Massachusetts health officials have reported five new cases of vaping-related illnesses to federal investigators over the last week, bringing the total number of cases officially reported in the state to 73.
The majority of the cases in Massachusetts continue to involve vaporizers with THC, the psychoactive compound of marijuana. Of the 73 patients reported to the US Centers for Disease Control and Prevention, 40 percent of them used THC products only and an additional 25 percent used a combination of nicotine and THC products, according to the state Department of Public Health’s weekly update, which was released Wednesday.
About a third of patients — 29 percent — reported using nicotine products only, and a handful of other patients used products with CBD, a nonpsychoactive compound that can be extracted from marijuana or hemp.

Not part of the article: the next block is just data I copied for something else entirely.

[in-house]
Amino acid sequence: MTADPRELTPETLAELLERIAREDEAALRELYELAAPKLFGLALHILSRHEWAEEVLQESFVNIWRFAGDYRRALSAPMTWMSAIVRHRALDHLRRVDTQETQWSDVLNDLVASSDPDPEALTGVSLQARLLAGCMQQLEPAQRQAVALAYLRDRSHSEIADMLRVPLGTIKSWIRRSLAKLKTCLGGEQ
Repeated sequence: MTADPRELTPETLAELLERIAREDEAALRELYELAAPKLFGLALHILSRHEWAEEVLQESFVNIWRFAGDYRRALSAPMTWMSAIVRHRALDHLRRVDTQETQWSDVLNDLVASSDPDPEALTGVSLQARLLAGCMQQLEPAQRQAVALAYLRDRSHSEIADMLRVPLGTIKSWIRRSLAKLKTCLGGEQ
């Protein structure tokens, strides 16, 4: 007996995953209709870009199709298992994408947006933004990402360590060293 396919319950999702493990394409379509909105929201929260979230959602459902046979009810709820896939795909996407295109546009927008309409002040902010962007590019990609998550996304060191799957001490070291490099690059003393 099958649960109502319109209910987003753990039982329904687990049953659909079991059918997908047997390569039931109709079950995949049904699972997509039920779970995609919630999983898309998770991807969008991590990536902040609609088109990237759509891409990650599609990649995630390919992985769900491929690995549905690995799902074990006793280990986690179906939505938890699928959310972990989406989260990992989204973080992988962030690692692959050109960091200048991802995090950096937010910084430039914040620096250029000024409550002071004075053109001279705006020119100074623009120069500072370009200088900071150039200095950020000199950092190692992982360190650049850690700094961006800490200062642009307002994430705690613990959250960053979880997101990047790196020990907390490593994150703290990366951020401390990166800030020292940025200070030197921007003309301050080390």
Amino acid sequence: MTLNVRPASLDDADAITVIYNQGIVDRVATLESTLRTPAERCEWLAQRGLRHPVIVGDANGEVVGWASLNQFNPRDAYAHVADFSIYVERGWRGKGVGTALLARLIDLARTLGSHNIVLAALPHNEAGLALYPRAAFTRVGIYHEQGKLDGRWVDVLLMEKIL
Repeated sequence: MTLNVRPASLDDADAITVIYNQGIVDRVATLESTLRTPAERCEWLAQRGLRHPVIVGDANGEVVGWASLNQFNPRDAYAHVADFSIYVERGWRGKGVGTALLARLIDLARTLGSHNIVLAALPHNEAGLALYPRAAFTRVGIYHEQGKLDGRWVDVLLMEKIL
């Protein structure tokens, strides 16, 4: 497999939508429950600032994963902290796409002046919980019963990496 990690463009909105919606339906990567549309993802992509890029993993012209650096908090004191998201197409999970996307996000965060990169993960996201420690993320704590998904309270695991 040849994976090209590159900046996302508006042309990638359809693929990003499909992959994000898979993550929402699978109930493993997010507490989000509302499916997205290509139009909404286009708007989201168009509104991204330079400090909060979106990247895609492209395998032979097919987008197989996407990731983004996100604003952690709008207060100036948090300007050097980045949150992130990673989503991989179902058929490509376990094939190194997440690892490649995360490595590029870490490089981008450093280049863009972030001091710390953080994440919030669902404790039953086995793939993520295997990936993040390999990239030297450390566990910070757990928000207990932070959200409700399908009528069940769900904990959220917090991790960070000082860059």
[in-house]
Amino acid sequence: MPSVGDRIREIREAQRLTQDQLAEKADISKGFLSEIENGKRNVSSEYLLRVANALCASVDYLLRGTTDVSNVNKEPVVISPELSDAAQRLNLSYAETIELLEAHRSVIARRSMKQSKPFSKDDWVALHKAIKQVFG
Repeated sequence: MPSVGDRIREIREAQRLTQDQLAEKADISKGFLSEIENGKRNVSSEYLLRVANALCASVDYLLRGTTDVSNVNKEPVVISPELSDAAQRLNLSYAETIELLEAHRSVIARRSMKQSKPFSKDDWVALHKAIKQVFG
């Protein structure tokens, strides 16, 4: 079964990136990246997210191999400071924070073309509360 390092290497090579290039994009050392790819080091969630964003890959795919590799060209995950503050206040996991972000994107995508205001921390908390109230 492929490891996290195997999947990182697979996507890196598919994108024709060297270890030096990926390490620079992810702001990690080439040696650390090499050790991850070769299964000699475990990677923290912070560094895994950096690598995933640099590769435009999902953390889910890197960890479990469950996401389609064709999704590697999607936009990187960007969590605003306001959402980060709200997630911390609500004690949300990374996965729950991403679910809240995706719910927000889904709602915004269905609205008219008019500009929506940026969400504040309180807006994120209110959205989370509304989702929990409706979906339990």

Thirty-six of the 73 cases occurred in people under the age of 30. Another 20 cases were in patients ages 30 through 49, and 17 cases were in patients who are 50 or older.
Most patients with the illnesses, 59, have been hospitalized.
More than 2,000 people have been diagnosed with the vaping illnesses nationwide, and at least 40 people have died, including three in Massachusetts. Though federal health officials said last week that they believe vitamin E acetate is probably one cause of the illnesses, they said it’s probably not the only one.
The investigation into the cause of the illnesses — and how to treat them — remains ongoing.